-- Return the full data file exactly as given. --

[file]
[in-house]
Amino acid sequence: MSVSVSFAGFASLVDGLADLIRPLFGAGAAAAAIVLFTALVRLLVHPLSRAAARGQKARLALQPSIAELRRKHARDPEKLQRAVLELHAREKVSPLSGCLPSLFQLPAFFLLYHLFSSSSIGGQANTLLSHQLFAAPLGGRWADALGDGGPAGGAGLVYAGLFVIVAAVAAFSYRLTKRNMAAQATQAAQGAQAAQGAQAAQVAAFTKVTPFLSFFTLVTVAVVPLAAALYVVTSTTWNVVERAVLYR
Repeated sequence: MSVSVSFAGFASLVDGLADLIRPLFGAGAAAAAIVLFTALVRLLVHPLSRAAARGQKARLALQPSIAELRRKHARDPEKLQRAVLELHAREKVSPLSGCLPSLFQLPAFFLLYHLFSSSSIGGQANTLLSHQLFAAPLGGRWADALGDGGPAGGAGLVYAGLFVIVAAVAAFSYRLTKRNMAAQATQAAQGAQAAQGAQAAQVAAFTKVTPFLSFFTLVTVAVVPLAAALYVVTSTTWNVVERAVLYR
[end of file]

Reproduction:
[in-house]
Amino acid sequence: MSVSVSFAGFASLVDGLADLIRPLFGAGAAAAAIVLFTALVRLLVHPLSRAAARGQKARLALQPSIAELRRKHARDPEKLQRAVLELHAREKVSPLSGCLPSLFQLPAFFLLYHLFSSSSIGGQANTLLSHQLFAAPLGGRWADALGDGGPAGGAGLVYAGLFVIVAAVAAFSYRLTKRNMAAQATQAAQGAQAAQGAQAAQVAAFTKVTPFLSFFTLVTVAVVPLAAALYVVTSTTWNVVERAVLYR
Repeated sequence: MSVSVSFAGFASLVDGLADLIRPLFGAGAAAAAIVLFTALVRLLVHPLSRAAARGQKARLALQPSIAELRRKHARDPEKLQRAVLELHAREKVSPLSGCLPSLFQLPAFFLLYHLFSSSSIGGQANTLLSHQLFAAPLGGRWADALGDGGPAGGAGLVYAGLFVIVAAVAAFSYRLTKRNMAAQATQAAQGAQAAQGAQAAQVAAFTKVTPFLSFFTLVTVAVVPLAAALYVVTSTTWNVVERAVLYR